Book Review: Hobo Pete and the Ghost Train

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Hobo Pete and the Ghost Train
By Sandy Pheat
Published by Freebird Publishers, P.O. Box 541, North Dighton,
MA 02764; (2014)
ISBN 9780991359103
Available as Ebook and paperback through Amazon.

Reviewed by Christopher Zoukis

Hobo Pete and the Ghost Train represents a victory for Freebird Publishers, a growing multi-media entity dedicated to serving a sometimes forgotten segment of American society: the 2.3 million men, women, and children currently behind bars in our nation’s prisons and jails. Hobo Pete is the first young adult novel from Freebird, and it is a quality product in all regards.

Hobo Pete tells the eerie tale of three boys in 1963 Appalachia, who encounter a local hobo with whom they have something in common: they each hear the passing of a ghostly train in the night–in an area where no tracks run through. Even more disturbing, these auditory disturbances are accompanied by an apparent rash of local deaths that seem somehow to be connected to each instance of the train’s passing. The tale is well-crafted and a good read. As the book progresses more about the train and Hobo Pete himself is revealed in smooth fashion, building to a satisfying ending.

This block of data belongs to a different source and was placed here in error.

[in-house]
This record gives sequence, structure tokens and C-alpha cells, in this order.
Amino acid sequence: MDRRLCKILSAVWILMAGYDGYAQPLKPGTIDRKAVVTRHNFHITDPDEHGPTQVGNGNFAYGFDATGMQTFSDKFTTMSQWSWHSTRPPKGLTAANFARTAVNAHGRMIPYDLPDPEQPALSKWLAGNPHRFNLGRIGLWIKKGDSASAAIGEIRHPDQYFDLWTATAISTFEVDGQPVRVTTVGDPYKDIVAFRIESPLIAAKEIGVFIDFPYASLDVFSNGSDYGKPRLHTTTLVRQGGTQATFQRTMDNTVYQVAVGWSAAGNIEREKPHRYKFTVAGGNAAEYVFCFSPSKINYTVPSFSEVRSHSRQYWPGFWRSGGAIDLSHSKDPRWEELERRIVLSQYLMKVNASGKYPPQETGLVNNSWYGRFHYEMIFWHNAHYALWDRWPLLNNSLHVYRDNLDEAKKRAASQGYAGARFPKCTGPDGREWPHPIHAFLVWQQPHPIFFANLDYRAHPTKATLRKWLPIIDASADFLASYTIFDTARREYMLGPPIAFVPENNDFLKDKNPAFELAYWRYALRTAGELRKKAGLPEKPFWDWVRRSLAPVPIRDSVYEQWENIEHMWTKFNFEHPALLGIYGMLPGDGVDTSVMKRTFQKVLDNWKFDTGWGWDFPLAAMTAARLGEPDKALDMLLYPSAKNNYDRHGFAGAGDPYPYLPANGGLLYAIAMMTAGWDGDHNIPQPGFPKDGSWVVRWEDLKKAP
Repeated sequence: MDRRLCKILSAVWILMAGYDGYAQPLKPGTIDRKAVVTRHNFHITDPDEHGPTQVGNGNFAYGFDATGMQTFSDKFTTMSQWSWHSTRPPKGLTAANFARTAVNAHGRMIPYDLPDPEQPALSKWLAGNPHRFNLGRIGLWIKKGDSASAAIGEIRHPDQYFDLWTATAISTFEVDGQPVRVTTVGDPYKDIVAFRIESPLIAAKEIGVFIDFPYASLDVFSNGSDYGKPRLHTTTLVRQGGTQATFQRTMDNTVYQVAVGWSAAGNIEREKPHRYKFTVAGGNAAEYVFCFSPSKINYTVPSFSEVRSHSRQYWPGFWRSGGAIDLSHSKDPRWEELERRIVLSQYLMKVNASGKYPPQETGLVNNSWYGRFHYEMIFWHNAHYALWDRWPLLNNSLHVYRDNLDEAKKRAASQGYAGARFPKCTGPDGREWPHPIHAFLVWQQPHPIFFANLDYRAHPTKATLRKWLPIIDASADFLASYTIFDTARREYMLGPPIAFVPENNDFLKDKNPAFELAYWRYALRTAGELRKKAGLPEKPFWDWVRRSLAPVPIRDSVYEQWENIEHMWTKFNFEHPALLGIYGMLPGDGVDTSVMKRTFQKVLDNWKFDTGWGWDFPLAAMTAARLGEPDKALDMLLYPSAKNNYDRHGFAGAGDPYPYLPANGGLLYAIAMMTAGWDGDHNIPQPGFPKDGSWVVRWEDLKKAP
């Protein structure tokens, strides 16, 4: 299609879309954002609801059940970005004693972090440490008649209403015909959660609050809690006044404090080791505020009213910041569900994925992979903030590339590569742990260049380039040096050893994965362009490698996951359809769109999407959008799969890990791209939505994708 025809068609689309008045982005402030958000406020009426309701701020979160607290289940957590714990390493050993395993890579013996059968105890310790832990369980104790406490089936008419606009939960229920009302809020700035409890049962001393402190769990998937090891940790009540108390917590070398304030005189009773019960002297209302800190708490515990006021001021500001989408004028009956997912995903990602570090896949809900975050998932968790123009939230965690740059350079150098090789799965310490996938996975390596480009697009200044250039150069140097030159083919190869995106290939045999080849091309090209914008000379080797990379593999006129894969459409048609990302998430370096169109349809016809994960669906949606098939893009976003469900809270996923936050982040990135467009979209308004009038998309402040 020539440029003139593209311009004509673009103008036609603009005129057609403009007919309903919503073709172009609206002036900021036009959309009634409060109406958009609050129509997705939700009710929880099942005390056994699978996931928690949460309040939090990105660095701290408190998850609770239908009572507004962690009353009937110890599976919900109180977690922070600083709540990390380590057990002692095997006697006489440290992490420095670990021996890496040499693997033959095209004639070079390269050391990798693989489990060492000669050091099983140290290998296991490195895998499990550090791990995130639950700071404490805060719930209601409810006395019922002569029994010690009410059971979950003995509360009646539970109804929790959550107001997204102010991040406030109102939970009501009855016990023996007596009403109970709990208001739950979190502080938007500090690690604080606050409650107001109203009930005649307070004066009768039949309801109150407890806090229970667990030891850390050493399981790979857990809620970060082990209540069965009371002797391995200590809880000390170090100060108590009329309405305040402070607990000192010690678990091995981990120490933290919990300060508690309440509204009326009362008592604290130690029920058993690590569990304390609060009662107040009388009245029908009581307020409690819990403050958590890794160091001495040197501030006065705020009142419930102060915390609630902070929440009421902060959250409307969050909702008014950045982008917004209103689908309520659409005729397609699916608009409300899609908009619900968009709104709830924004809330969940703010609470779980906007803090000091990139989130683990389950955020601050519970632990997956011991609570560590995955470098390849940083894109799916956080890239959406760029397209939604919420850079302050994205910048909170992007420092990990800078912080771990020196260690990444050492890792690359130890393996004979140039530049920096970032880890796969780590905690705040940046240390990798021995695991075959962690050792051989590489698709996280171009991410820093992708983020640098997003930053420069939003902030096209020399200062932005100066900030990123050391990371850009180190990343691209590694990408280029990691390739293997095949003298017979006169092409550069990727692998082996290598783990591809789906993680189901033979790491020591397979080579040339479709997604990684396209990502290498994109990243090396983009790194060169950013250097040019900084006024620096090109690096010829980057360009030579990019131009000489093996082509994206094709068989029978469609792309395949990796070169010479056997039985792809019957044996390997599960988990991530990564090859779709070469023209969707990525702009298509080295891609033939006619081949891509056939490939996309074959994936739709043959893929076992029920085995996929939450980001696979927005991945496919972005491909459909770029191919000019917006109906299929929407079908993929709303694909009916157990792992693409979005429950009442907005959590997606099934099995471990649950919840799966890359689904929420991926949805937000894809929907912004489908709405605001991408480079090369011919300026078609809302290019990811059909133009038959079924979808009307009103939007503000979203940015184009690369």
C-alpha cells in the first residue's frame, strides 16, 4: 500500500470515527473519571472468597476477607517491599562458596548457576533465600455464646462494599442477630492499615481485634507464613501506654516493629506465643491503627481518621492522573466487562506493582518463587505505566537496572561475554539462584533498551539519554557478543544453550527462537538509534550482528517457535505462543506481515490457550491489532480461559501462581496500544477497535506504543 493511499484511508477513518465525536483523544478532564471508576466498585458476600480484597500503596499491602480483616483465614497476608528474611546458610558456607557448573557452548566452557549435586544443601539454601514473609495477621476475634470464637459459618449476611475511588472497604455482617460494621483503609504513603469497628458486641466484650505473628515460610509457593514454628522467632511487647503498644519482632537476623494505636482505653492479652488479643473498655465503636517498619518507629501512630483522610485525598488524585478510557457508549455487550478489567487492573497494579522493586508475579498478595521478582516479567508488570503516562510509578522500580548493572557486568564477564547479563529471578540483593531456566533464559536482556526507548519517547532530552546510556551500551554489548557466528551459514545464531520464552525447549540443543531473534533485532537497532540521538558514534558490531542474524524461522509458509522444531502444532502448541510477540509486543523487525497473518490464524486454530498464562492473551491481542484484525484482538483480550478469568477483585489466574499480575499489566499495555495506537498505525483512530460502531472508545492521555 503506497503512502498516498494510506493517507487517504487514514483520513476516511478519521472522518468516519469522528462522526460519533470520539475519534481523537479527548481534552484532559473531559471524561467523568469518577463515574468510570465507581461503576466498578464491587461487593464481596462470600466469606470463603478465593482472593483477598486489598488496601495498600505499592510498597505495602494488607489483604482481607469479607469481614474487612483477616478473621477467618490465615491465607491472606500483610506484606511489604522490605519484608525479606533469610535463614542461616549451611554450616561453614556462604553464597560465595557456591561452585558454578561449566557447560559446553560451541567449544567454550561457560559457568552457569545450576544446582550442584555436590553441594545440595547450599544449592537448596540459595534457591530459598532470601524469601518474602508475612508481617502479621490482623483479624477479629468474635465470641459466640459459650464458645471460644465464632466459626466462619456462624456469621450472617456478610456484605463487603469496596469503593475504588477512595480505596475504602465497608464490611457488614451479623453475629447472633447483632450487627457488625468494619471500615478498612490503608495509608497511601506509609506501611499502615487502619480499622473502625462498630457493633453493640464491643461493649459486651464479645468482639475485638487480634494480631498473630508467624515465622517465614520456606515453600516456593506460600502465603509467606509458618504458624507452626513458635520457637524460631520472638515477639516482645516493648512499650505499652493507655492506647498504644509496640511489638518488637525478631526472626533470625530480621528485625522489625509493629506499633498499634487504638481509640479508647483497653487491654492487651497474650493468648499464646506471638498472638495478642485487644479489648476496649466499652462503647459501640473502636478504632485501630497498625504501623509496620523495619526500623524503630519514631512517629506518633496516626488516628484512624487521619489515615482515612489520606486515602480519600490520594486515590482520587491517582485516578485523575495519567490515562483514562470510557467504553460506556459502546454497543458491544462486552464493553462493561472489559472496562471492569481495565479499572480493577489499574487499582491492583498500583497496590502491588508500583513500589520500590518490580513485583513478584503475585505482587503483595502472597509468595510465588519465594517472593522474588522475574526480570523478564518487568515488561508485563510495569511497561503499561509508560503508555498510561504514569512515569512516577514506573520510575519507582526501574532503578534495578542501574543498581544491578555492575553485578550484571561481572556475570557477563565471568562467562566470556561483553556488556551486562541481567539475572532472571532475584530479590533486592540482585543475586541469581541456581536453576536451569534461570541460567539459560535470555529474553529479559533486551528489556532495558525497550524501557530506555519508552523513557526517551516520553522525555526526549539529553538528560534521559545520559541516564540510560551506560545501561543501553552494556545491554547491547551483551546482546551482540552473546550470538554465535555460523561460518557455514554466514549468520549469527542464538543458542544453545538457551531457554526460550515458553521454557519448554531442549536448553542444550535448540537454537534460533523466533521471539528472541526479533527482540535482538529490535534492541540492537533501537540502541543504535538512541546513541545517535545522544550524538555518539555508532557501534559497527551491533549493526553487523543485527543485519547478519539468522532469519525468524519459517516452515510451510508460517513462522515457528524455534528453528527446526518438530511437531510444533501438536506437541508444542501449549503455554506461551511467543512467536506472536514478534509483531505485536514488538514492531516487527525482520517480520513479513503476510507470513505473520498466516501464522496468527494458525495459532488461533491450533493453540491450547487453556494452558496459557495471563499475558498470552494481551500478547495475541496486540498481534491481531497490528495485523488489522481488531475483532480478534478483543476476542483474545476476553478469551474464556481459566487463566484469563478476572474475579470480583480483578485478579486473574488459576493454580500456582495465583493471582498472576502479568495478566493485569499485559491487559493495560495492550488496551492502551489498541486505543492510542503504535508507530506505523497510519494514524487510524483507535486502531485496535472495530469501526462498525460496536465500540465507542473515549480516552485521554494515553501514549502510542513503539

Sandy Pheat is a pseudonym, but for whom, it’s unclear, and there’s little information included in the book. But presumably, Sandy Pheat is a pen name for a prisoner. If so, then perhaps Hobo Pete is even more impressive. The writing is of a professional level and well-considered. Hobo Pete is said to be the first in a series of novels about the three West Virginia youths; if so, there is much to look forward to. Hobo Pete is not only well-worth the read, but it represents a positive sign for things to come for prisoners on a larger scale, as well, for if publishers like Freebird are able to provide quality books to prisoners like this one, then a growing population will be well-served.

(Published by; used by permission)